She sits cross-legged at the edge of the grave. Babs had thought she would have something to say, some words that she could use, but there is nothing. She never got to tell her father about Batgirl, never got to tell him that he was her hero, too. That she wanted to keep her city safe, just like him. He’s dead now, though, dead and in the ground, and all her words are too late, too little. So she sits.

It feels like hours. She thinks Bruce stands guard, shooing away anyone who would interfere. She sits with her father one last time, and the wind on her face feels, just for a moment, like his laugh, his hug, his warmth. It’s a chilly wind, though, and when the gust dies down, she is alone and cold and it is time to go.

Bruce is there when she goes to stand, and she takes his offered hand. He doesn’t speak, doesn’t break her quiet, but he pulls her in, and holds her again for a moment, before taking her hand and leading her from this place.

After, there is food and whiskey and cops, each one with a story about how Jim Gordon saved their lives, how he took down the bad guys, how he did what had to be done. They tell her over and over that he is a hero, their hero.

Renee Montoya wraps her in a hug so tight Babs wonders if her ribs will be crushed with the force of grief. She only lets go when Bullock peels her away, and then she clings to him instead. Barb has never heard Renee says a kind word to Harvey, but they stand there together, and their pain is palpable.

“Your father,” she says from Harvey’s arms, “surprised me by being an honest man. He sacrificed so much for that, for me. More than I deserved.”

None of them speak to Bruce, though a few cops nod in his direction. Babs told the cops that he’d saved her life, but Bruce had spun that story to make himself sound babbling and inept in the press.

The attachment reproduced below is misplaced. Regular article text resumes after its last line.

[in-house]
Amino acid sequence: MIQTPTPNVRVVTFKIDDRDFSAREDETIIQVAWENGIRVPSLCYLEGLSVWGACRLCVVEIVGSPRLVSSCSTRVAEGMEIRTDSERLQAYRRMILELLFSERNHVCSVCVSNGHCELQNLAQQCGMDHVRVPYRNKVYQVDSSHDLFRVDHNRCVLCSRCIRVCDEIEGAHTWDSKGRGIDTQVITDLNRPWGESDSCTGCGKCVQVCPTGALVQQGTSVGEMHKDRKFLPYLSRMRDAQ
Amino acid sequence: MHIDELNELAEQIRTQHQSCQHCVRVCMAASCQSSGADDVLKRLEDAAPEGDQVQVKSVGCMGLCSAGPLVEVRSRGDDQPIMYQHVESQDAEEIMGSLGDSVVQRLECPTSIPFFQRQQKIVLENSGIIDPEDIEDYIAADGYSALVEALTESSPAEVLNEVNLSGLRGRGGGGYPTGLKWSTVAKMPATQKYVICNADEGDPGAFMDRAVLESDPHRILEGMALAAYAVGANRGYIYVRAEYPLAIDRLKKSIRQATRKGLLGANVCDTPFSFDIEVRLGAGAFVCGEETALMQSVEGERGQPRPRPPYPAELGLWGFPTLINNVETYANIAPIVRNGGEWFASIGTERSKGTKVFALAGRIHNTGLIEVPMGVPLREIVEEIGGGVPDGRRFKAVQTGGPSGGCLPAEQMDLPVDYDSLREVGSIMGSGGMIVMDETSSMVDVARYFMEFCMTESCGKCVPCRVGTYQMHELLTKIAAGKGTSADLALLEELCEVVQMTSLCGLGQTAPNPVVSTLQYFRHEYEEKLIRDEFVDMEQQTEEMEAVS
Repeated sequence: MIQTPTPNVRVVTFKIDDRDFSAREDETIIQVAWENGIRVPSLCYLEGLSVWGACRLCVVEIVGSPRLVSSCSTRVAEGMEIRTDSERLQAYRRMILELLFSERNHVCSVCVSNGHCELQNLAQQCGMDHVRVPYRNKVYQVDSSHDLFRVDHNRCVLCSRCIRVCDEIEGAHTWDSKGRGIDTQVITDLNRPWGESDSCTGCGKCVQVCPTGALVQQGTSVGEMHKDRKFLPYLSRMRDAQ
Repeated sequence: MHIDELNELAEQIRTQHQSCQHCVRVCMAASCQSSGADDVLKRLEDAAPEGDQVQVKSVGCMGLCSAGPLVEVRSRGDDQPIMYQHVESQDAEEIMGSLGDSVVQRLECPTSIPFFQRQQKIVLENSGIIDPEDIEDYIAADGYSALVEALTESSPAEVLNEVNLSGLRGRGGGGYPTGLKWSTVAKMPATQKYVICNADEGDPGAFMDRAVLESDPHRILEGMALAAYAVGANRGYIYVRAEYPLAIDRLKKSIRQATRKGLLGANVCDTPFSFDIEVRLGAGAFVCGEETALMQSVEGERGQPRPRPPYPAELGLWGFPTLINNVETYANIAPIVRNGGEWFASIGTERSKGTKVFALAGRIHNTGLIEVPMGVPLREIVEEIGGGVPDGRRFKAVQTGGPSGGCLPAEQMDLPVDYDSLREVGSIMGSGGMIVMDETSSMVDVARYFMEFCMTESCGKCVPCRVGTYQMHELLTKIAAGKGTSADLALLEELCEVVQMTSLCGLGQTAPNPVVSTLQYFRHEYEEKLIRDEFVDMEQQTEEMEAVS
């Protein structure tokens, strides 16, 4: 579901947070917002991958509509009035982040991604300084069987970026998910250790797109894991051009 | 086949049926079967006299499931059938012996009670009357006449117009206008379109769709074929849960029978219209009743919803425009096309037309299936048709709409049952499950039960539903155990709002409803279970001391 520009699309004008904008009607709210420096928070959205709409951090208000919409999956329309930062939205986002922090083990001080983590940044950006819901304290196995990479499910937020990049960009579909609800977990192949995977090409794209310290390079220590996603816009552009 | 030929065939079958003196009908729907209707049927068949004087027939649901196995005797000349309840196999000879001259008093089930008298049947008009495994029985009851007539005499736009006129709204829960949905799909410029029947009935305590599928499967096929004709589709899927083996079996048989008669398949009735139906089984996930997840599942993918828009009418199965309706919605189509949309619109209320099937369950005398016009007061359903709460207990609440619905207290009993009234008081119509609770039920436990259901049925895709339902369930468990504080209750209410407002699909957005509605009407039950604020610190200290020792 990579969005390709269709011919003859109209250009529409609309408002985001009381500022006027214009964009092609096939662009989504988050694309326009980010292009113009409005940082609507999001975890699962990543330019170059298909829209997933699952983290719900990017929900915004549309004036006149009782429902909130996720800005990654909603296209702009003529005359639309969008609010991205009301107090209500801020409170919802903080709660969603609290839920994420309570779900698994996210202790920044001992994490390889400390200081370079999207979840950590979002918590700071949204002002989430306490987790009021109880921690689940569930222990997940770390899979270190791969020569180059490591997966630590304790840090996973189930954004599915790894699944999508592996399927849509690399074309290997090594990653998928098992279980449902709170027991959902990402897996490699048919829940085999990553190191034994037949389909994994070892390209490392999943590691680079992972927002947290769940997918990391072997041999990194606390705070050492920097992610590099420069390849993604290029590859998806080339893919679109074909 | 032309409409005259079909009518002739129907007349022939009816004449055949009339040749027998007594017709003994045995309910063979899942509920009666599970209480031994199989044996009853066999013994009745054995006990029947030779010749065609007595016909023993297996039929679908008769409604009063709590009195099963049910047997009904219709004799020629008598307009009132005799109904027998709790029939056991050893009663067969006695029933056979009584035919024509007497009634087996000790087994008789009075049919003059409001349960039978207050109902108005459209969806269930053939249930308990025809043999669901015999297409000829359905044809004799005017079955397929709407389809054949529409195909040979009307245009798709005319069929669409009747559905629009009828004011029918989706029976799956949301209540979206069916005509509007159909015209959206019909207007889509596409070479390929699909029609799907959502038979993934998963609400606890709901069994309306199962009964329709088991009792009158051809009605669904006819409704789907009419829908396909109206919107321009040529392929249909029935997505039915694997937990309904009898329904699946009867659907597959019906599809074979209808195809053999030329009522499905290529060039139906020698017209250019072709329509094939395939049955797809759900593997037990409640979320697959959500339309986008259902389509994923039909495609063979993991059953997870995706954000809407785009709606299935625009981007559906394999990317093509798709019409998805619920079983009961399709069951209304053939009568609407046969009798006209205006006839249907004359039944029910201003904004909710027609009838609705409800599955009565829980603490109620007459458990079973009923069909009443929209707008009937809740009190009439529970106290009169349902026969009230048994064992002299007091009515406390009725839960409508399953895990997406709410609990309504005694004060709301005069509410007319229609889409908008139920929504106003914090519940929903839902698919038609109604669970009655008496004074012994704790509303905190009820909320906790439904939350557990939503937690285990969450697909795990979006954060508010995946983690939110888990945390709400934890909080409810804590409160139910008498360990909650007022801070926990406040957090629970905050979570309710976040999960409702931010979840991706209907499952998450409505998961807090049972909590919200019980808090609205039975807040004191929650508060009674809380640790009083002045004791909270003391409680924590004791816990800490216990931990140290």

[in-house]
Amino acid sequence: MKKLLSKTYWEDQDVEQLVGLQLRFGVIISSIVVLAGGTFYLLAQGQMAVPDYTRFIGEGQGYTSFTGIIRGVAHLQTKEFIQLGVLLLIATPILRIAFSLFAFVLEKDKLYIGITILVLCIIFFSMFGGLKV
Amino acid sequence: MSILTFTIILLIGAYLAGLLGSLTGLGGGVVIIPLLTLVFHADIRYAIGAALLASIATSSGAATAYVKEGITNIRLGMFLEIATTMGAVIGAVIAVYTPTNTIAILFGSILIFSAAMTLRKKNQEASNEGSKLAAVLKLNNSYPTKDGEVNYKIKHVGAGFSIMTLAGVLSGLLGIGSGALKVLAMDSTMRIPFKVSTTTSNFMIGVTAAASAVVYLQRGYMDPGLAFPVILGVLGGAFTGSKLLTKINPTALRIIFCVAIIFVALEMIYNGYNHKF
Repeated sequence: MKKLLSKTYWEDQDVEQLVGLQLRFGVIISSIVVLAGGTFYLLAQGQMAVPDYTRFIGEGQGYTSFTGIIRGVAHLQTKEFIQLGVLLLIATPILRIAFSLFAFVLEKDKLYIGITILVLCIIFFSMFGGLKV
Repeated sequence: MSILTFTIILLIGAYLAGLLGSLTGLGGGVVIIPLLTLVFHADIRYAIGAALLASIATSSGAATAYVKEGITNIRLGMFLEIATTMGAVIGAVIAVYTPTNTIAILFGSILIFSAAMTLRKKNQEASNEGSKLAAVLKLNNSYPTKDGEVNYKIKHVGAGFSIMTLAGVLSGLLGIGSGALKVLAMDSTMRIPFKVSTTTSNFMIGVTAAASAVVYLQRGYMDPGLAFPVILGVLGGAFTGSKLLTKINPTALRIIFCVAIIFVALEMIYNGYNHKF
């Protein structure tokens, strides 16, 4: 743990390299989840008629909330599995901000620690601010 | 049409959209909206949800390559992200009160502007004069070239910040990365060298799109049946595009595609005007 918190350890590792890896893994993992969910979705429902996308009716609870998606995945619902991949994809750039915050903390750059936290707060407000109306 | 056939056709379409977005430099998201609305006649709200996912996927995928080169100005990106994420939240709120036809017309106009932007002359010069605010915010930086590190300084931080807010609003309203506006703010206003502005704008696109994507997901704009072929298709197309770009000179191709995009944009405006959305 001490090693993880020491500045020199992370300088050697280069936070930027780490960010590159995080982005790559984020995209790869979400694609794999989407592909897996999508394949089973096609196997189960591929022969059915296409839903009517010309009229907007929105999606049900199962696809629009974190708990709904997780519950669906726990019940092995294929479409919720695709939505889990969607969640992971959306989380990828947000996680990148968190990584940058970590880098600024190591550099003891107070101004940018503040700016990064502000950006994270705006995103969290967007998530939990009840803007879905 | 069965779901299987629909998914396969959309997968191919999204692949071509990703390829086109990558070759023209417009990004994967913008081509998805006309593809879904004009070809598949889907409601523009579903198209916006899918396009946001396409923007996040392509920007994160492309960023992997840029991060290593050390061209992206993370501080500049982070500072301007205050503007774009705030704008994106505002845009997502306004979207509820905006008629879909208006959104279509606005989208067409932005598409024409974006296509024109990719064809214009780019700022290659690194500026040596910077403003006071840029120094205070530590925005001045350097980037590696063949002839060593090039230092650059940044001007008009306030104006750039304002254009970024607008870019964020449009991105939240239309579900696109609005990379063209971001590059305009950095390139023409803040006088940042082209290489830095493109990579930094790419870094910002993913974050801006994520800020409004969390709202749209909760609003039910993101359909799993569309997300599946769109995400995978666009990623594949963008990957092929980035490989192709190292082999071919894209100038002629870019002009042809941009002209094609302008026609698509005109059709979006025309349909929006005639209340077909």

They leave before the heavy drinking begins. Babs knows it will happen. She remembers her father coming home from these things before, the pain blurred for a moment by alcohol and comradery.

Renee offers her spare room once again, and whispers her promises to take on all of Bruce’s lawyers if that is what Babs needs.

“No,” Babs says. “He understands, and I know it seems weird, but he loved my father, too.” Renee nods knowingly, and lets her go, before turning back to the wake.

Babs meets Bruce by the door, and he sets a hand between her shoulder blades before leading her outside and back into his car


Babs is just learning to walk, and Jim is spending more of his time at the manor than at home. Bruce adores Babs, and sometimes Alfred’s cooking is the only non-fast food Jim eats all week.

Babs has a crib at the manor now, a crib, and a stroller, and diapers and clothes. There are bottles and formula and baby food jars in the kitchen, and stuffed animals everywhere. Once it was clear that Jim was more or less staying, Alfred let Bruce go hog wild.

Jim and Alfred set the crib up together, cursing good naturedly at the terrible instructions. Bruce had planned to have all the furniture assembled on site, but that Alfred had vetoed. Jim Gordon’s change of residence is still under the radar. So Selina and Bruce play with Babs and Alfred tries  to figure out why there are pieces left over, and Jim just realizes that he finally feels like he’s home.

Later, when Bruce and Babs are asleep, Alfred raises an eyebrow and Jim follows him to his room. It’s not grandiose like too much of the rest of the manor. Simple and serviceable, like Alfred is still a Royal Marine, and not a butler and the foster father of a young boy, and a teenage girl besides.

Jim has been so lonely, and Alfred must be lonelier yet, and so his touch feels like absolution, like acceptance, like coming home. It doesn’t matter if Alfred’s hands are calloused in a pattern that screams gun to Jim’s instincts. It doesn’t matter that Alfred is the one pushing him down on to the bed, that Jim is the one letting him.

Alfred pushes inside him and Jim buries his face in the pillow, desperately attempting to muffle the noises he makes. They are so far away from Babs and Bruce and Selina, but he still needs to be silent, to have this part of his life not touch the rest. Here they are Alfred and Jim, and there is nothing else, none of the things that are pressing in and attempting to destroy their worlds. Here there is just the stretch and burn of Alfred inside him, the rough kindness of Alfred’s hands on his shoulders, the smooth cotton of the sheets below him.